There is no question at this point in Xavier’s season that Trevon Bluiett is the team’s best offensive option. Trevon has led the team in scoring for each of the last two seasons, but he really does more than that. Recently, he’s helped handle the ball when Quentin Goodin gets in trouble, he pulls in nearly six rebounds a game, and he’s essentially become Xavier’s talisman. A team that believes they have no chance to win without him thinks they can win any game when he takes the court.
To the astute fan, that description calls to mind the Miami (Oh) teams of Wally Szczerbiak. In the 1999 tournament, Szczerbiak strapped the Redhawks on his back and pulled off a close win, a massive upset, and nearly another one before his team lost to a UK squad with Jamaal Magloire, Tayshaun Prince, and Scott Padgett. Szczerbiak averaged 24/8/3 that season before going for 30/7.3/3 in the tournament.
Usage rates aren’t available for those seasons, but Szczerbiak’s would have been enormous. Against Washington in the first round, he took 33 of Miami’s 55 shots. That became only 11 of 46 against Utah in that upset, but he dished out five assists and went 10-10 from the line. When UK finally knocked off the Redhawks, Wally took another 16 of Miami’s 44 shots. Even without factoring in assists and turnovers, those are massive usage rates.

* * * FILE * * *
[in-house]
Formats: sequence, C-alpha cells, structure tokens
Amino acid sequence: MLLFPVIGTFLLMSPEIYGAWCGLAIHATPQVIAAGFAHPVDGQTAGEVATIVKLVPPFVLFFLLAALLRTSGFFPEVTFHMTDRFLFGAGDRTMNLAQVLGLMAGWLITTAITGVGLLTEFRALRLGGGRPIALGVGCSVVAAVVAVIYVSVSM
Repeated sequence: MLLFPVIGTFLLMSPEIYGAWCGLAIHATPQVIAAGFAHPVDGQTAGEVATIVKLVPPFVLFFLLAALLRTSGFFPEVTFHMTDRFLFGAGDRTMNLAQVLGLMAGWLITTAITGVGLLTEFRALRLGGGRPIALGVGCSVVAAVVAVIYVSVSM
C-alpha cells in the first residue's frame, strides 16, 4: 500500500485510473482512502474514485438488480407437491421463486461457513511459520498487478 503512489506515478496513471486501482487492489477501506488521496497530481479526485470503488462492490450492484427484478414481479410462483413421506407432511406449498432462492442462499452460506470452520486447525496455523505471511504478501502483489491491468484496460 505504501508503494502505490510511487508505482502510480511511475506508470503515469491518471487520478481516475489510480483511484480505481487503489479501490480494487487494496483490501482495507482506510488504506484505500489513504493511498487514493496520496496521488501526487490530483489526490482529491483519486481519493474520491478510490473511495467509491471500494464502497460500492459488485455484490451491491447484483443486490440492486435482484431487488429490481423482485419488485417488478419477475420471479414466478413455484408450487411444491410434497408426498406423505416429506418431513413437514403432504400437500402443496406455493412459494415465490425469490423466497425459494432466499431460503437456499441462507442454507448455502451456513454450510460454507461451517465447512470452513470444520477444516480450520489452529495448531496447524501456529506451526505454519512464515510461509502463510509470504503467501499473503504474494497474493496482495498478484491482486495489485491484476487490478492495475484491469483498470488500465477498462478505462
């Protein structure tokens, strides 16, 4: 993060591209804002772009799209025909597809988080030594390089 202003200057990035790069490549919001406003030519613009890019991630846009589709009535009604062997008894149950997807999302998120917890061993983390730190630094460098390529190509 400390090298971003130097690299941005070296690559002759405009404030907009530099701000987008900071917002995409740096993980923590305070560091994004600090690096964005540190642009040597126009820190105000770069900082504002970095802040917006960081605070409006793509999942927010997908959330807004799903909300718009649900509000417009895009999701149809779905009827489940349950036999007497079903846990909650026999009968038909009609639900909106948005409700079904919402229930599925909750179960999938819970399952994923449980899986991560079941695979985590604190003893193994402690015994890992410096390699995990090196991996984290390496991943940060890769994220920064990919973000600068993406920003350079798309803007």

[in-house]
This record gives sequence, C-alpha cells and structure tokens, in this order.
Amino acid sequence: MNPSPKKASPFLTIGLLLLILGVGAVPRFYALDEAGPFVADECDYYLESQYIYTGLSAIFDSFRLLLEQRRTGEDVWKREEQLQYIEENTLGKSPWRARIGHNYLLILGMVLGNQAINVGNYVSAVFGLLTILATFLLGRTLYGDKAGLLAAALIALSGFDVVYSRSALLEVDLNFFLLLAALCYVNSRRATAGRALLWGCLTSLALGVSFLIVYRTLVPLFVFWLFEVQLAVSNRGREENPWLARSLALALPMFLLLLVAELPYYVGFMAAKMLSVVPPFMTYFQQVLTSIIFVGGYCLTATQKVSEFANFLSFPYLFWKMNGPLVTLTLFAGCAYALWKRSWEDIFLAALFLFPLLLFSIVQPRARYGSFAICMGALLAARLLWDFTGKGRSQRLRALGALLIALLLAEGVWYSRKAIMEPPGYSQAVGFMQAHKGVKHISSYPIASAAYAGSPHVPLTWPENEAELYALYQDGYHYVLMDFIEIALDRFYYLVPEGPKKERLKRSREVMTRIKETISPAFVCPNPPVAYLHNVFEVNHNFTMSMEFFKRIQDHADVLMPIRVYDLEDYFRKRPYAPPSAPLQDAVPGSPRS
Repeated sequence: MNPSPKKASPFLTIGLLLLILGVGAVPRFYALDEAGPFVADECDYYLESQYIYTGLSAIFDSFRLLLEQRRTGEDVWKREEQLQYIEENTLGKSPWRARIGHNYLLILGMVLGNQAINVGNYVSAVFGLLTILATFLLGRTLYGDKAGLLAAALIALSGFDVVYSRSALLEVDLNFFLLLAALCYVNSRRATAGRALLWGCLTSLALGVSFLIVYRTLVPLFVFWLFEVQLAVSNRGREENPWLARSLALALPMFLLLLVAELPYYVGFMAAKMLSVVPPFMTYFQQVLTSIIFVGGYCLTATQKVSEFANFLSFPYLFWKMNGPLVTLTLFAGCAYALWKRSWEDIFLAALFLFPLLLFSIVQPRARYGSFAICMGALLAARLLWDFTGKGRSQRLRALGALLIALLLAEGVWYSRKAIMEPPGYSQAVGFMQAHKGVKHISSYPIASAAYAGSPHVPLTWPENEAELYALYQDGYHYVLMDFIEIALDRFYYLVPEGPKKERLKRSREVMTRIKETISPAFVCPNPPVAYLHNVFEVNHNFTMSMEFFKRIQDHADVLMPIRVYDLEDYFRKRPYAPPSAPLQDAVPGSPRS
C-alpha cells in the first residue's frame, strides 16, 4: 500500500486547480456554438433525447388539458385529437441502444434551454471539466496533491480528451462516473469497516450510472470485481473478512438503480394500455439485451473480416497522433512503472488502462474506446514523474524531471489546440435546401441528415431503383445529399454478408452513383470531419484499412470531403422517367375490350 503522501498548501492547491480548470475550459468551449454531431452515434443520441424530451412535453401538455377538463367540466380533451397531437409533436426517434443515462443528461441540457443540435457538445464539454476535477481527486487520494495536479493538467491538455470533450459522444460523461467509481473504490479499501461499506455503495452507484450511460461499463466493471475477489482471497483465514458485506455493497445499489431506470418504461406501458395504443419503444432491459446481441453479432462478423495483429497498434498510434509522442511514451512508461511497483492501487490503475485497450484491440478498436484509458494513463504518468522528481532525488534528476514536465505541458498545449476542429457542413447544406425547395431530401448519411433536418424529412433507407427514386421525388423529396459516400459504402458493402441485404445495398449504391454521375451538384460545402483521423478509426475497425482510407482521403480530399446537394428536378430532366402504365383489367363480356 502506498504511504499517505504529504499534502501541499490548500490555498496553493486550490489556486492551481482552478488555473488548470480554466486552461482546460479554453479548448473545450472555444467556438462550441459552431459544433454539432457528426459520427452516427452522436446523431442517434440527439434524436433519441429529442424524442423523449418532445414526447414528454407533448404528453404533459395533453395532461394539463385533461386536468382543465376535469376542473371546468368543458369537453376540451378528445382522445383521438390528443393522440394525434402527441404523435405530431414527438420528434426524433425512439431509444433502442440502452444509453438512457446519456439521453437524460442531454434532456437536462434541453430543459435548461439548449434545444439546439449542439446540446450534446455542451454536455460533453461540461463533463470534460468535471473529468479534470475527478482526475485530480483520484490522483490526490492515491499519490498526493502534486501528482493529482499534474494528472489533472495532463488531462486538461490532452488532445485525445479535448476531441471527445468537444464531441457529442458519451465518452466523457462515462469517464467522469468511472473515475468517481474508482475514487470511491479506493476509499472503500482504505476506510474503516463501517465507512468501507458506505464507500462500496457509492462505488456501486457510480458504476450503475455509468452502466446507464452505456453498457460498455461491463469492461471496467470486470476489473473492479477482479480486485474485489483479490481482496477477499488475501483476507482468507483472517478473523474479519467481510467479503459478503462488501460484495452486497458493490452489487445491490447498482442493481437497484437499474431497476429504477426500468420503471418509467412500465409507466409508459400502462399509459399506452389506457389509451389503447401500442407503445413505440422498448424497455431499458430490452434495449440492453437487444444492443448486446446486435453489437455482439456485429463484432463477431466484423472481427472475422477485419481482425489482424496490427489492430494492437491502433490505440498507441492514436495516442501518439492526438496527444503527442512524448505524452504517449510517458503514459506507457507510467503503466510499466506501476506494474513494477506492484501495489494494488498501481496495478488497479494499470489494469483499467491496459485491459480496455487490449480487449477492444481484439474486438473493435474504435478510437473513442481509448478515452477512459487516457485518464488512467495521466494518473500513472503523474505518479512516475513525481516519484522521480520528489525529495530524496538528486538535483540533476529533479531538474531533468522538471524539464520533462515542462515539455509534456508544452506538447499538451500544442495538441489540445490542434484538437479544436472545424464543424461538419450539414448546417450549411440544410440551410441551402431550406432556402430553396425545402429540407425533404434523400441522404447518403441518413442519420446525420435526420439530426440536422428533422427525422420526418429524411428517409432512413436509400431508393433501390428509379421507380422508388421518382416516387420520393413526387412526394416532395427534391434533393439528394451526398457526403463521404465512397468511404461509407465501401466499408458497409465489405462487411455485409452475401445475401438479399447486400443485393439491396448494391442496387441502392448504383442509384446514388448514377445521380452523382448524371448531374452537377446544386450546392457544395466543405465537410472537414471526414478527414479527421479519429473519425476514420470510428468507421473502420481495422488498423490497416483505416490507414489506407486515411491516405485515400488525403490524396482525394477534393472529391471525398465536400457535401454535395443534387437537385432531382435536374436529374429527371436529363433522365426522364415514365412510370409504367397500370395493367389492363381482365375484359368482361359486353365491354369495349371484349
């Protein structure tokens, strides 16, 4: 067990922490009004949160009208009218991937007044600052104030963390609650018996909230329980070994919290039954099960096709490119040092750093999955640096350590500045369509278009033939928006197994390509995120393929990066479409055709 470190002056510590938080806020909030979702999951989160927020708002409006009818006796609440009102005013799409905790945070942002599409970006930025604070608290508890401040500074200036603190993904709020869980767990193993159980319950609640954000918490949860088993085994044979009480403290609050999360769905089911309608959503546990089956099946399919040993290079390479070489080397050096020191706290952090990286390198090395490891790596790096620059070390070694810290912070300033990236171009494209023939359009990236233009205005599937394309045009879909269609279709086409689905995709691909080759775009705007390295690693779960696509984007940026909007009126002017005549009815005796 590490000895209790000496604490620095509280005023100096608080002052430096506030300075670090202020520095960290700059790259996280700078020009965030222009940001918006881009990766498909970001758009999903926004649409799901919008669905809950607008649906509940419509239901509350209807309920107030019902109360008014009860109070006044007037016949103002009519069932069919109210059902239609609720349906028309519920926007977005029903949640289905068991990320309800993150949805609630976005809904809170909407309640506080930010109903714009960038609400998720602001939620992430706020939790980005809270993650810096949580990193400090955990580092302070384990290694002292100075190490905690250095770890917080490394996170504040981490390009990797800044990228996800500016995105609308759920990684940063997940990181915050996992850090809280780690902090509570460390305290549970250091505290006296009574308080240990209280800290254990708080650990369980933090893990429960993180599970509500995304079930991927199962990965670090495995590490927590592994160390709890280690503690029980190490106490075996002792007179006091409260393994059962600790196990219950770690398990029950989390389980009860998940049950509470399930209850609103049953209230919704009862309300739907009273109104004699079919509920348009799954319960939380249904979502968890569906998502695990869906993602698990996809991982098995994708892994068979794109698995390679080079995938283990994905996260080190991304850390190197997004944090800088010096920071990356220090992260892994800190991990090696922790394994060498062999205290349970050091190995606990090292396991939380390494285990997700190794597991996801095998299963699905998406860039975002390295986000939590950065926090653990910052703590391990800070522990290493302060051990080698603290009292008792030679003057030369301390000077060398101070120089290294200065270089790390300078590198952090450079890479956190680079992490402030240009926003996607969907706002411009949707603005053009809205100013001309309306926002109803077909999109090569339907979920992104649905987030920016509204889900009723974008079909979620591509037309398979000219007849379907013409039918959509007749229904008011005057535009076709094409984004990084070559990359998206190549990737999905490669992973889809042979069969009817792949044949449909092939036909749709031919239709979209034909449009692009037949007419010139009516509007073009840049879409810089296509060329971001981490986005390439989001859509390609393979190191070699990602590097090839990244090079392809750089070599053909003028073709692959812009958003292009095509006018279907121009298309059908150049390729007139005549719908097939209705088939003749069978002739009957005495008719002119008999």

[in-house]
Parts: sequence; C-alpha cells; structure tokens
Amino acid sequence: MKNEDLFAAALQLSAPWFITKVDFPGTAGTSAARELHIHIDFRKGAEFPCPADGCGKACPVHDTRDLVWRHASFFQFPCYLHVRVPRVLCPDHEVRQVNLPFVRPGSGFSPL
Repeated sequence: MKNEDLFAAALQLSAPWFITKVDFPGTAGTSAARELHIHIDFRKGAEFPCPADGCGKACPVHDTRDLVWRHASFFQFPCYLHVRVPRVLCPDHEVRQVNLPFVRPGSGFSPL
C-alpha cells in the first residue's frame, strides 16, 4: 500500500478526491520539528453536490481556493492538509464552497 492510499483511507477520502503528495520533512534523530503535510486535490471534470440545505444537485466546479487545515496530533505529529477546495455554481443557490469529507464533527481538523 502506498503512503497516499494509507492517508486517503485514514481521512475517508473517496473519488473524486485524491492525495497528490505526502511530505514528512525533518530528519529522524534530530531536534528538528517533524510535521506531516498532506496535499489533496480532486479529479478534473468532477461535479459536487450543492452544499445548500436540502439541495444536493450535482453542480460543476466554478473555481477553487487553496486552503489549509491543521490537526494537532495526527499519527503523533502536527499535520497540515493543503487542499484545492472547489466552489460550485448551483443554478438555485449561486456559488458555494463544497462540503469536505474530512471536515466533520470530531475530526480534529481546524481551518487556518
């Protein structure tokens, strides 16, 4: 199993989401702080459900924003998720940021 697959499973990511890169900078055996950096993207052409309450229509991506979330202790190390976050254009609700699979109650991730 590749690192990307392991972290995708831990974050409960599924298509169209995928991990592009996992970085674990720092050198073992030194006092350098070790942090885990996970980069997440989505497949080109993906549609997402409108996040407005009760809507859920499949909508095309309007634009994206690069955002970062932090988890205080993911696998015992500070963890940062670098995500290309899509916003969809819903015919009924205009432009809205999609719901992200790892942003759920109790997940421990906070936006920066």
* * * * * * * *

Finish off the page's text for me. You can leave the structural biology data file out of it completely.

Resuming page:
That brings us to this year and the Musketeers. Trevon is obviously Xavier’s best offensive threat but, unlike Wally, he’s not almost completely alone. Those Redhawk teams put three other players in double digits in scoring with two of them coming in the game over Utah that wasn’t nearly as competitive. Wally also came into the tournament with some experience carrying the load, getting up over 16 shots per game. Even with the recent burst, Trevon is barely shooting more than 13 times per game. Quite simply, Tre has never shot as much in a game as Wally did to key that run.
Spiritually, though, this might be the chance to increase that. Xavier struggles to score, and Tre is their best scorer. Funneling a couple of shots away from Malcolm Bernard or Quentin Goodin and into Bluiett’s hands wouldn’t be the worst thing in the world. If Xavier really needs to get rolling, force feeding the ball to their best player remains one way to make it happen.